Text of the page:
When the Second Cholera Pandemic reached Prussia in 1831, Rabbi Eliyahu Guttmacher (1796-1874) was serving in his first rabbinic post in the Pleschen, Prussia (today Pleszew, Poland), a position he had held since 1822 thanks to the initiative of his teacher, the great Talmudist and chief rabbi of Posen, Rabbi Akiva Eger (1761-1837).
Rabbi Eliyahu Guttmacher would go to be a unique leader on the Hasidic landscape. He did not come from Hasidic stock and he was based in Greiditz in Prussia (Grätz in German; today Grodzisk Wielkopolski, Poland) rather than in the Hasidic heartlands further east.
Rabbi Guttmacher received many kvitlekh – notes by petitioners containing requests for prayers for health, livelihood, marriage, or other needs. His collection of kvitlekh and was discovered in 1932 in an attic. From there the trove was taken to YIVO in Vilna. During the Second World War parts of the collection were buried in the Vilna ghetto. Most of the kvitlekh, however, were expropriated by the Nazis and brought to Frankfurt. After the Holocaust, the US Army returned the collection to YIVO, now based in New York. The buried kvitlekh were recovered and also brought to New York. Today the collection is partly held in the YIVO Institute of Jewish Research in New York and partly held in the National Library of Israel in Jerusalem. This is the only known surviving collection of kvitlekh in the world.
In his recently published Historical Atlas of Hasidism, Professor Marcin Wodziński mapped the YIVO collection of over 6,000 kvitlekh. As Wodziński explained, the map demonstrates how most of Rabbi Guttmacher’s correspondence came from Russian-occupied Poland to the east. We can also learn from the map that people in places nearer Greiditz tended to send more kvitlekh than those far away. Overlaying the data with the network of railroads indicates that rail connections to the Greiditz region also contributed to the likelihood of sending a kvitel from afar to Rabbi Guttmacher.
Rabbi Guttmacher was also a forerunner of Zionism. A political realist, Rabbi Guttmacher called for agricultural settlement in the Land of Israel. Kibbutz Sde Eliyahu, founded in 1939 by refugees from Nazi Germany, bears his name.
In 1831, faced with the spread of cholera, Rabbi Guttmacher turned to his venerable teacher, Rabbi Akiva Eger, for counsel as to how to react to the spreading disease. We do not have the student’s original question before us, but from his teacher’s response we can reconstruct that he had enquired about appropriate synagogue protocol in the shadow of a plague.
Rabbi Akiva Eger responded, addressing three points: Synagogue attendance, additional prayers, counsel for how to combat the plague with medical and with mystical means.
Regarding synagogue attendance, the rabbi of Posen confirmed that considering the contagious nature of cholera overcrowding was indeed a problem. He therefore recommended prayer in shifts of approximately 15 people each shift. Prayer shifts were to start early in the morning and continue one after another. Each person was to be given a designated slot.
Regarding the content of the prayers, Rabbi Akiva Eger counseled adding certain penitential prayers, as well as prayers that specifically petition the Almighty for an end to the plague. Rabbi Akiva Eger also recommended adding the recitation of the ketoret – a passage describing the incense offering in the Temple. In Jewish mystical lore, recitation of this passage had prophylactic and therapeutic effect.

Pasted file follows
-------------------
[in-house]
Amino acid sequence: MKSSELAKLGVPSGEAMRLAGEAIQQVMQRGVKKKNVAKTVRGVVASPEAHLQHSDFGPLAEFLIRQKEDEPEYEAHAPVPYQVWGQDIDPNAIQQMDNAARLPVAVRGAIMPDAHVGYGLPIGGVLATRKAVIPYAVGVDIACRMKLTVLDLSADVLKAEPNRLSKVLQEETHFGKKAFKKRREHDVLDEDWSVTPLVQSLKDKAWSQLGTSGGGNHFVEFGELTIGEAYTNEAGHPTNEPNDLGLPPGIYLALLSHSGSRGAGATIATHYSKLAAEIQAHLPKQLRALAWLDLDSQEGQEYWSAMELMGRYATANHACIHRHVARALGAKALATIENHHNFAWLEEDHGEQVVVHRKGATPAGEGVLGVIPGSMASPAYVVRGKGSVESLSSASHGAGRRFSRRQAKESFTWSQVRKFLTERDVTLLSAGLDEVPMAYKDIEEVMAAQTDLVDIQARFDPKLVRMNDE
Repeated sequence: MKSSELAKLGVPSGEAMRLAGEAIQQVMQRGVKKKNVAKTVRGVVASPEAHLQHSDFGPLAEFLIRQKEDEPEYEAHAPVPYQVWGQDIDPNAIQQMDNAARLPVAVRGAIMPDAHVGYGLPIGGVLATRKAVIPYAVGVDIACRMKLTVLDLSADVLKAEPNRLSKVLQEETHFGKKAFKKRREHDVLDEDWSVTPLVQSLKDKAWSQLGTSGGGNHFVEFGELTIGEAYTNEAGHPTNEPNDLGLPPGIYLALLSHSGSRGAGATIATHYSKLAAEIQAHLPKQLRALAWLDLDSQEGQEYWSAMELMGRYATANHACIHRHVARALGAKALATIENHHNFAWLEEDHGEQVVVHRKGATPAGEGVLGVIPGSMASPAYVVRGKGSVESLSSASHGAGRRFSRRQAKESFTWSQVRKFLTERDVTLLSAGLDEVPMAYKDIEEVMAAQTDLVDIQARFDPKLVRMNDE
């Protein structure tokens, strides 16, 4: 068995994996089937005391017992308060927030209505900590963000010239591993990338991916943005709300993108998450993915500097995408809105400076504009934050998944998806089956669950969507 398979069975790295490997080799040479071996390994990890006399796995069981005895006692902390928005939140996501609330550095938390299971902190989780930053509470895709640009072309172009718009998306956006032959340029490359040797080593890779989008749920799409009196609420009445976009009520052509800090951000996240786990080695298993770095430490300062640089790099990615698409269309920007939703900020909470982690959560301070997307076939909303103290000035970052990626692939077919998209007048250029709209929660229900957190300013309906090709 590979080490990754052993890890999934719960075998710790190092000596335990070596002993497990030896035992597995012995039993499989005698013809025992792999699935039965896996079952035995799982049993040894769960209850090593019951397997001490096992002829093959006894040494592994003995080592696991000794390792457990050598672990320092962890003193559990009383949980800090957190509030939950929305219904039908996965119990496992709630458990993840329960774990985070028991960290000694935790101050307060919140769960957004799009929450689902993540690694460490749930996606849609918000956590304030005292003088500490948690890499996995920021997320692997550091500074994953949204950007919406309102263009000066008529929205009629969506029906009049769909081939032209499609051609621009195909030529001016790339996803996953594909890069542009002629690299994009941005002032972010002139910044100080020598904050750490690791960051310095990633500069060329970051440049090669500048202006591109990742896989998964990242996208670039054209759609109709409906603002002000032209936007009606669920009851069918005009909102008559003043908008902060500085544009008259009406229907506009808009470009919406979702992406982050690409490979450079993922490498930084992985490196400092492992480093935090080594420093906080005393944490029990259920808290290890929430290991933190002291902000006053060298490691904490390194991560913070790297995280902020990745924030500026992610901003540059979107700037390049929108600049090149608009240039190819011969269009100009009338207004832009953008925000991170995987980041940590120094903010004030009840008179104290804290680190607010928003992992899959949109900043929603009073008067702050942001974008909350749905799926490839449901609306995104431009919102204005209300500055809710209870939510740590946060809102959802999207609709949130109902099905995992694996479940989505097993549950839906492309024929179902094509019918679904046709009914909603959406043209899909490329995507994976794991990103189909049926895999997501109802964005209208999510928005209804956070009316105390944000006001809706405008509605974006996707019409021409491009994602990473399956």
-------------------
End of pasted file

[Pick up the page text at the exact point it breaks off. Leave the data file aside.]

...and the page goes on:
Rabbi Akiva Eger also advised his student to single out prayers for the king of Prussia, Friedrich Wilhelm III (1770-1840), his offspring, his ministers, and all those who dwell in his land.
Rabbi Akiva Eger was well aware that limiting entry into the synagogue might be difficult to enforce. He therefore suggested that Rabbi Guttmacher approach the local council and request that they post a policeman at the synagogue to prevent overcrowding. Rabbi Guttmacher was to mention that he was following the instructions of the Posen rabbi. If the local council refused, Rabbi Akiva Eger advised his student to turn to the authorities in Posen – once again mentioning that he was acting on his teacher’s advice – and to ask for enforcement assistance. Clearly the name of the rabbi of Posen carried weight in official government circles. Rabbi Guttmacher was advised to note that he was reciting Psalms and praying for the king.
In addition to ketoret recital, Rabbi Akiva Eger also recommended another mystical rite – pidyon nefesh – to ward off the plague. Rabbi Guttmacher was to gather 6 large Polish coins for each and every man and woman in Pleschen – even for fetuses in the womb – and perform the rite. Rabbi Akiva Eger offered his student to send some of the funds collected so that the teacher would also perform the rite. The money collected was to be disturbed to the needy.
Rabbi Akiva Eger concluded his letter with a detailed paragraph that included health advice that reflected contemporary medical understandings: what to wear, what to eat, how often to eat, and how to ensure hygiene. Rabbi Akiva Eger also told his student “not to be anxious and to distant all types of sadness.” He suggested fresh air by going out for a walk in the afternoon, and by opening the windows in the morning to air out the rooms.
Rabbi Akiva Eger was not a qualified doctor. Essentially, the rabbi of Posen was encouraging Rabbi Guttmacher to adhere to the guidelines advanced by contemporary medical practitioners.
The Maggid of Melbourne is on the faculty of Pardes Institute of Jewish Studies and is a rabbi in Tzur Hadassa. He is a teaching fellow at Tel Aviv University’s Faculty of Law. His column appears in The Jerusalem Post Magazine. He can be contacted at firstname.lastname@example.org.